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J Nutr. 2012 Dec;142(12):2175-81. doi: 10.3945/jn.112.166611. Epub 2012 Oct 24.

Jews and Arabs in the same region in Israel exhibit major differences in dietary patterns.

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  • 1Cardiovascular Epidemiology Unit, Gertner Institute for Epidemiology and Health Policy Research, Ramat Gan, Israel. kathleena@gertner.health.gov.il

Abstract

The Jewish majority and Arab minority populations in Israel exhibit disparities in nutrition-related chronic diseases, but comparative, population-based dietary studies are lacking. We evaluated ethnic differences in dietary patterns in a population-based, cross-sectional study of Arab and Jewish urban adults (n = 1104; age 25-74 y). Dietary intake was assessed with an interviewer-administered, quantified FFQ. We used principal-component analysis to identify 4 major dietary patterns: Ethnic, Healthy, Fish and Meat Dishes, and Middle Eastern Snacks and Fast Food. The Ethnic and Healthy patterns exhibited major ethnic differences. Participants in the top Ethnic intake tertile (97% Arab) had modified Mediterranean-style Arabic dietary habits, whereas those in the bottom Ethnic tertile (98% Jewish) had central/northern European-style dietary habits. The Arab participants with less strongly ethnicity-associated dietary habits were younger [OR for 10-y decrease = 1.42 (95% CI: 1.21-1.68)] and male [OR = 2.23 (95% CI: 1.53-3.25)]. Jews with less strongly ethnicity-associated dietary habits were less recent immigrants [OR = 8.97 (95% CI: 5.05-15.92)], older [OR for 10-y decrease = 0.80 (95% CI: 0.69-0.92)], had post-secondary education [OR = 2.04 (95% CI: 1.06-3.94)], and reported other healthy lifestyle behaviors. In relation to the Healthy pattern, Arabs were less likely than Jews to be in the top intake tertile, but the magnitude of the difference was less in diabetic participants. Participants reporting other healthy lifestyle behaviors were more likely to have a high intake of the Healthy pattern. Substantial differences were found between Arabs and Jews in dietary patterns and suggest a need for culturally congruent dietary interventions to address nutrition-related chronic disease disparities.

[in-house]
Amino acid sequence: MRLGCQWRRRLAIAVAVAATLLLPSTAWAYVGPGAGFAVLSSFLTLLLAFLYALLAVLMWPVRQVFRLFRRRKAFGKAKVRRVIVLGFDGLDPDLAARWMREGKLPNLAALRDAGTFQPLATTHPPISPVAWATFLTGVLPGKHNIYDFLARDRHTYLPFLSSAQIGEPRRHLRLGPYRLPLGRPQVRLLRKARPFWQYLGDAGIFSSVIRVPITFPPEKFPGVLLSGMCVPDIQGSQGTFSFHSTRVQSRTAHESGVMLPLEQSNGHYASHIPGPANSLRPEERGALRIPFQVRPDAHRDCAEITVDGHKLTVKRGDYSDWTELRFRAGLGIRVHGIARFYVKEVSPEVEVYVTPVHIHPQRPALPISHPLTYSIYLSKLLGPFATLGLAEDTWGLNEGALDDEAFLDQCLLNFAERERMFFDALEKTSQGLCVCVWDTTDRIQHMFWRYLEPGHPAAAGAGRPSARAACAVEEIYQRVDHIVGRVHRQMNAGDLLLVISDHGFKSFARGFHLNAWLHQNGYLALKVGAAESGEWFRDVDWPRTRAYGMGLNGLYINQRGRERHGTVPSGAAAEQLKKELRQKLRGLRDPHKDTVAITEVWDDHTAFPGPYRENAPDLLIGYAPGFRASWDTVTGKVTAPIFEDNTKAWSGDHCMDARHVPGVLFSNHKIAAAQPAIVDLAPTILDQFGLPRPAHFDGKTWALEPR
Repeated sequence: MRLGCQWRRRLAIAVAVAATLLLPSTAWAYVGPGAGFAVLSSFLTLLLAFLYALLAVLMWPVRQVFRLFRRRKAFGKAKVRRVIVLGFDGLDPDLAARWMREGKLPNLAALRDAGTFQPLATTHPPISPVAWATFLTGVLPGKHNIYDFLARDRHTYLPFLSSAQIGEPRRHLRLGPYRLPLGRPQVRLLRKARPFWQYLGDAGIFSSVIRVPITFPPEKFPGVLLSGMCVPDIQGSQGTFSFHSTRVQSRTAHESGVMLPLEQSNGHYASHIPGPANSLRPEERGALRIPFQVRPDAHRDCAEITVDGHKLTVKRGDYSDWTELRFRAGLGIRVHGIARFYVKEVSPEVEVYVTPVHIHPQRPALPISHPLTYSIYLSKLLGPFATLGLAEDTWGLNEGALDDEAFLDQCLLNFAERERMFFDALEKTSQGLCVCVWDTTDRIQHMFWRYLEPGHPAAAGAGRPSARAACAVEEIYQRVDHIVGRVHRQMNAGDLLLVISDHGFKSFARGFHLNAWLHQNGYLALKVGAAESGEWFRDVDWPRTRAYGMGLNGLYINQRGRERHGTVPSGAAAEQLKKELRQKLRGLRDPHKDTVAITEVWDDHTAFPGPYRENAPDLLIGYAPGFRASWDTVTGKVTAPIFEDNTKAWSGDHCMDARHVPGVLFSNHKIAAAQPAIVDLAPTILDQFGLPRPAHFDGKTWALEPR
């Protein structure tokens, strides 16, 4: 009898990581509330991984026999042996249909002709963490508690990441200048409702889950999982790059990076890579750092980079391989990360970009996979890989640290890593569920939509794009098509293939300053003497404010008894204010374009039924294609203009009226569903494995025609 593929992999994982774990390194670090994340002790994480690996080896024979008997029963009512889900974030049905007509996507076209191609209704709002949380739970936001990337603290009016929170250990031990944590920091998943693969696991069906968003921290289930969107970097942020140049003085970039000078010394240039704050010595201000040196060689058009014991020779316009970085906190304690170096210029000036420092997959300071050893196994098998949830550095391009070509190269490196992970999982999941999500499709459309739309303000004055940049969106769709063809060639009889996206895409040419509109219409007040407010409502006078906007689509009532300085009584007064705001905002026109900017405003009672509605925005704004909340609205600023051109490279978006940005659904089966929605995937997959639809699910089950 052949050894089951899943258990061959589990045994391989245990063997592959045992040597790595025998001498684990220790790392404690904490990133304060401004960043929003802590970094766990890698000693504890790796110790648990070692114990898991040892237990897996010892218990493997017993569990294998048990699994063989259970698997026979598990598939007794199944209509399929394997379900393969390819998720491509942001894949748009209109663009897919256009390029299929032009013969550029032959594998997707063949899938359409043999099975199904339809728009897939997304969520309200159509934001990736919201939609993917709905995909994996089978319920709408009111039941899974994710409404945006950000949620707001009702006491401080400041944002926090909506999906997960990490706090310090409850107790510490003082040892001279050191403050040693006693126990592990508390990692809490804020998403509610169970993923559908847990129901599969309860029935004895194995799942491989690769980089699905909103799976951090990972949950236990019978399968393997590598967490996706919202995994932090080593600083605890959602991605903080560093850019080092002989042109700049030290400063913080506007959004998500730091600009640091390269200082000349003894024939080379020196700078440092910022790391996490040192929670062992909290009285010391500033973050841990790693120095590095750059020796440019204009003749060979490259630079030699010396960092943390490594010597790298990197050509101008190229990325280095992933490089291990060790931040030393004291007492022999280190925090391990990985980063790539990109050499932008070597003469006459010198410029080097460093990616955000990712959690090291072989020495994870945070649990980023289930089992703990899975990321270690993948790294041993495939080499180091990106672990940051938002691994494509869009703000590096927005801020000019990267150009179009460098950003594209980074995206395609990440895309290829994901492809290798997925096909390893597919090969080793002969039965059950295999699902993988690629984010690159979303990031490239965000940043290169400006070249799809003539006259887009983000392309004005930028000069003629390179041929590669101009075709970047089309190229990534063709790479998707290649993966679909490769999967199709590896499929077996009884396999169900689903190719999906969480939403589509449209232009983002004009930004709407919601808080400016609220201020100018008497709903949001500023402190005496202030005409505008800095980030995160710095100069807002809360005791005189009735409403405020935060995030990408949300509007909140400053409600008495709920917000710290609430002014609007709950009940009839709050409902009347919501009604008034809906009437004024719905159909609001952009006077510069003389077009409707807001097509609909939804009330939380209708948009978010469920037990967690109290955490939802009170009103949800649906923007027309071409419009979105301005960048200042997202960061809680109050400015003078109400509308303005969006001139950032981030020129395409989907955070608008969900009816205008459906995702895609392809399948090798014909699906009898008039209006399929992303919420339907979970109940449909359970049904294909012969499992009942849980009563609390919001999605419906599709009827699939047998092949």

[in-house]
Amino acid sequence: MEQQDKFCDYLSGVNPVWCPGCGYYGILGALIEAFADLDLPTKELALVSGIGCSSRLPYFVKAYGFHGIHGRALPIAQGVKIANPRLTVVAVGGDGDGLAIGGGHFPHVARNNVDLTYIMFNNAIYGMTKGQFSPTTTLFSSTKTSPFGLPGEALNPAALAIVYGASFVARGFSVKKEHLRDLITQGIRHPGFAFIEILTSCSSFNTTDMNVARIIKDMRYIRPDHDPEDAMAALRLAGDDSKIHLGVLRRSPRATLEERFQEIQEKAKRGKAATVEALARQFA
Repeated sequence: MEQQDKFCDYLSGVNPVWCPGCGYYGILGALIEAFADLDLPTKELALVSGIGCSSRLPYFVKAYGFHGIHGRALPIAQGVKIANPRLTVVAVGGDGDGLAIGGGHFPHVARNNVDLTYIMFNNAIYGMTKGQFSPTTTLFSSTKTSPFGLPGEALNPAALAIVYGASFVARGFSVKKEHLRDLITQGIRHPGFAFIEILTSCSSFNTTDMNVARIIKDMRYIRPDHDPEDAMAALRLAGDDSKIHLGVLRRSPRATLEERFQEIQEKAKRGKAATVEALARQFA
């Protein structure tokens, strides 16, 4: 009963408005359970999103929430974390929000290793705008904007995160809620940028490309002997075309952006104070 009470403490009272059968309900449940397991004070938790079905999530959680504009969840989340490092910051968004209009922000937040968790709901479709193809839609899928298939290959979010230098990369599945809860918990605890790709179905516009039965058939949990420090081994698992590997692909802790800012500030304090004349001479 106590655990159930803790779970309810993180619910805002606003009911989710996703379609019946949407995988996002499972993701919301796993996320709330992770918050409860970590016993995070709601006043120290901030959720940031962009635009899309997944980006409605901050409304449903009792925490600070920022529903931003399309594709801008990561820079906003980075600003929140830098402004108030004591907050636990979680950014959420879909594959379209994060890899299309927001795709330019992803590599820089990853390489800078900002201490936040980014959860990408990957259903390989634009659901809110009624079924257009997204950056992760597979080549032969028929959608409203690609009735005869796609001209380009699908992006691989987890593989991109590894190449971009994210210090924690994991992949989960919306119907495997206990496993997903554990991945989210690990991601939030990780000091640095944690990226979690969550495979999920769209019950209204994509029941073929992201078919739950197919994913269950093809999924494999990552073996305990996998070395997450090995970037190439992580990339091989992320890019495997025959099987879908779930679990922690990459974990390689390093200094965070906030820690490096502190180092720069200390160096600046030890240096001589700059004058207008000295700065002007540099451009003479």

PMID:
23096004
[PubMed - indexed for MEDLINE]
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